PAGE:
So freezing water at 0°C leads to a 9.1% increase in volume, from 1.000 to 1.091 mL, for example, and the expansion of freezing water in rock crevices widens the crevices until the rock is split. The same process happens to roadways, and is the reason for new cracks and potholes seen on roads after a cold winter.

Liquid water is densest, essentially 1.00 g/cm³, at 4°C and becomes less dense as the water molecules begin to form the hexagonal crystal as the freezing point is reached. The Density of ice increases slightly with decreasing temperature and has a value of 0.9340 g/cm³ at −180 °C (93 K)[2].

When ice melts, some of the hydrogen bonds are broken and the rigid crystal lattice collapses somewhat. The hexagonal channels become partially filled, and the volume of a given amount of H2O decreases. This is the reason that ice is less dense than water and will float on it. As the temperature is raised above 0°C, more hydrogen bonds are broken, more empty space becomes occupied, and the volume continues to decrease. By the time 4°C has been reached, increased molecular velocities allow each H2O molecule to push its neighbors farther away. This counteracts the effect of breaking hydrogen bonds, and the volume of a given amount of H2O begins to increase with temperature.

Since water has maximum density at 4°C, water at that temperature sinks to the bottom of a deep lake, providing a relatively uniform environment all year around. If ice sank to the bottom, as most freezing liquids would, the surface of a lake would not be insulated from cold winter air. The remaining water would crystallize much more rapidly than it actually does. In a world where ice was denser than water, fish and other aquatic organisms would have to be able to withstand freezing for long periods.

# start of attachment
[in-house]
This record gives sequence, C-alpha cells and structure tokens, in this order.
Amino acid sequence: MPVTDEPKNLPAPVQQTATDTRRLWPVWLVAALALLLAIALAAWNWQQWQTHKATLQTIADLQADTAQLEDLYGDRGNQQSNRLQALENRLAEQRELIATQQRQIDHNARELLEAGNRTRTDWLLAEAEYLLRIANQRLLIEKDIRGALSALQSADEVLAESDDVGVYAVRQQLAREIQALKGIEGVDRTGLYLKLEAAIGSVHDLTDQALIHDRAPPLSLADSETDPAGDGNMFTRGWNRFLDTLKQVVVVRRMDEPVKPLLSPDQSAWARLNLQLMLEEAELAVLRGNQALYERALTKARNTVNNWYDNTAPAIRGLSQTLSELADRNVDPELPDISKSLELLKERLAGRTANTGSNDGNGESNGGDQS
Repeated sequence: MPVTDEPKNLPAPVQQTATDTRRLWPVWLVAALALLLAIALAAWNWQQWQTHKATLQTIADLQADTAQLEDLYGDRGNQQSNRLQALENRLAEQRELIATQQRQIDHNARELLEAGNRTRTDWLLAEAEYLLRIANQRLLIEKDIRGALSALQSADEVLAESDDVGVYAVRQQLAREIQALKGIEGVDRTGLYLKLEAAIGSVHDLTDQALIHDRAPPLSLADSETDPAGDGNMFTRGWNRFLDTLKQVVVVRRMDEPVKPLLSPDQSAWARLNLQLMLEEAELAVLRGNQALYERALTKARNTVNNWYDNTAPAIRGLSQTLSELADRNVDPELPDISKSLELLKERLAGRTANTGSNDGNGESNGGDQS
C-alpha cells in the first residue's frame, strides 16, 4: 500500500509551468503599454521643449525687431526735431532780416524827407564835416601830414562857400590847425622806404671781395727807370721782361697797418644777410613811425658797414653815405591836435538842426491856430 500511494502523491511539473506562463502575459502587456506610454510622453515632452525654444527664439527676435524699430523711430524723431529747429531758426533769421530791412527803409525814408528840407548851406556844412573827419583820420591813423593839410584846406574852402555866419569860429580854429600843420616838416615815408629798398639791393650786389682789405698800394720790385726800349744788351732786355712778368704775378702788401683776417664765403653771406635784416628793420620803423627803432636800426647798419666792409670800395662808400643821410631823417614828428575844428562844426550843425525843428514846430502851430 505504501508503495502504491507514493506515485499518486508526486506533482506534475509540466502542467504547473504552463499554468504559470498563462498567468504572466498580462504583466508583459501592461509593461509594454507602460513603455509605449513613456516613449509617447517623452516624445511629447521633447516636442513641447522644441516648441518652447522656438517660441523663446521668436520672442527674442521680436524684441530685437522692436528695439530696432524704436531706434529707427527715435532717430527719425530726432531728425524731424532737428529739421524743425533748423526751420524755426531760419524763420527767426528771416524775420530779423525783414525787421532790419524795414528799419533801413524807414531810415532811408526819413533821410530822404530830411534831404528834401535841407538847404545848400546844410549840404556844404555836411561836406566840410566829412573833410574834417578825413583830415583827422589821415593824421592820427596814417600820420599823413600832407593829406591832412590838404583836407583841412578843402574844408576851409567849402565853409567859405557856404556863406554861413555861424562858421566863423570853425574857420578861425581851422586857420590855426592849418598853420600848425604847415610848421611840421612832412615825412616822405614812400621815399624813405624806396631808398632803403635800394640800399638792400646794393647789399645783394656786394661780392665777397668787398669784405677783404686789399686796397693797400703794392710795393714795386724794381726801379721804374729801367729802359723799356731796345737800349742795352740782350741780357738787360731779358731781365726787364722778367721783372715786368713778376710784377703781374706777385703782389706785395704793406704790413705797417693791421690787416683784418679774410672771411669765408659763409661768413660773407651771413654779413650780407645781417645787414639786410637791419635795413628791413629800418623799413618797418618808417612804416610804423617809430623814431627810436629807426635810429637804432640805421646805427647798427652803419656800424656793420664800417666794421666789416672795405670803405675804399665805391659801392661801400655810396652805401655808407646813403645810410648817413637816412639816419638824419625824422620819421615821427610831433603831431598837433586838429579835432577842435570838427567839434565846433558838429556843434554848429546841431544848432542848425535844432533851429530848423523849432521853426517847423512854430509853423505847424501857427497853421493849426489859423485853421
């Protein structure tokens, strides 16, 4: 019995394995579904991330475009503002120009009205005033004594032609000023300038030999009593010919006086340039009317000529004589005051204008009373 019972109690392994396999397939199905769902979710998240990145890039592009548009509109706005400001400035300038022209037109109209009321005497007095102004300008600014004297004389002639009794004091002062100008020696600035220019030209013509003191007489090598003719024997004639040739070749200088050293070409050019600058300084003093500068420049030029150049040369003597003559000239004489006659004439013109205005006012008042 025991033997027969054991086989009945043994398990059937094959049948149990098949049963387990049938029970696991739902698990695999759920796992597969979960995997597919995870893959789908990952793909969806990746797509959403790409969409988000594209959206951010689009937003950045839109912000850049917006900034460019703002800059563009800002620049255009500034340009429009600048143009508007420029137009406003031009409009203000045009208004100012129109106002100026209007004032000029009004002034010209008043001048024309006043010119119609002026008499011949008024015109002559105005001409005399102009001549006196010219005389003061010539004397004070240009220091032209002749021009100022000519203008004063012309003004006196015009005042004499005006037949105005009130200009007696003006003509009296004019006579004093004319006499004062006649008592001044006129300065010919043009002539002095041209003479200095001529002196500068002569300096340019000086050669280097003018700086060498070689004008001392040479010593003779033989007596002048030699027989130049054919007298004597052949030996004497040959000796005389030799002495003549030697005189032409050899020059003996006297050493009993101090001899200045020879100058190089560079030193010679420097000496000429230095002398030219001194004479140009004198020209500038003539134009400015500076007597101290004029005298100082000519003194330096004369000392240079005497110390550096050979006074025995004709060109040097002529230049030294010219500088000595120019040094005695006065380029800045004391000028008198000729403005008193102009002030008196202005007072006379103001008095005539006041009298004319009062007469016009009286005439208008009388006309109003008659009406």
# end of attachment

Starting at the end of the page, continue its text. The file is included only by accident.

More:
Hydrogen bonding also contributes to the abnormally large quantities of heat that are required to melt, boil, or raise the temperature of a given quantity of water. Heat energy is required to break hydrogen bonds as well as to make water molecules move faster, and so a given quantity of heat raises the temperature of a gram of water less than for almost any other liquid. Even at 100°C there are still a great many unbroken hydrogen bonds, and almost 4 times as much heat is required to vaporize a mole of water than would be expected if there were no hydrogen bonding. This extra-large energy requirement is the reason that water has a higher boiling point than any of the other hydrides.

The fact that it takes a lot of heat to melt, boil, or increase the temperature of water, makes this liquid ideal for transferring heat from one place to another. Water’s ability to store heat energy is also a major factor affecting world climate. Persons who live near large lakes or oceans experience smaller fluctuations in temperature between winter and summer than those who inhabit places like Siberia, thousands of kilometers from a sizable body of water. Freeze weathering is much more important in climates that are not moderated by large bodies of water. Ocean currents, such as the Gulf Stream, convey heat from the tropics to areas which otherwise would be quite cold.


  2. Lide, D. R., ed. (2005), CRC Handbook of Chemistry and Physics (86th ed.), Boca Raton (FL): CRC Press, ISBN 0-8493-0486-5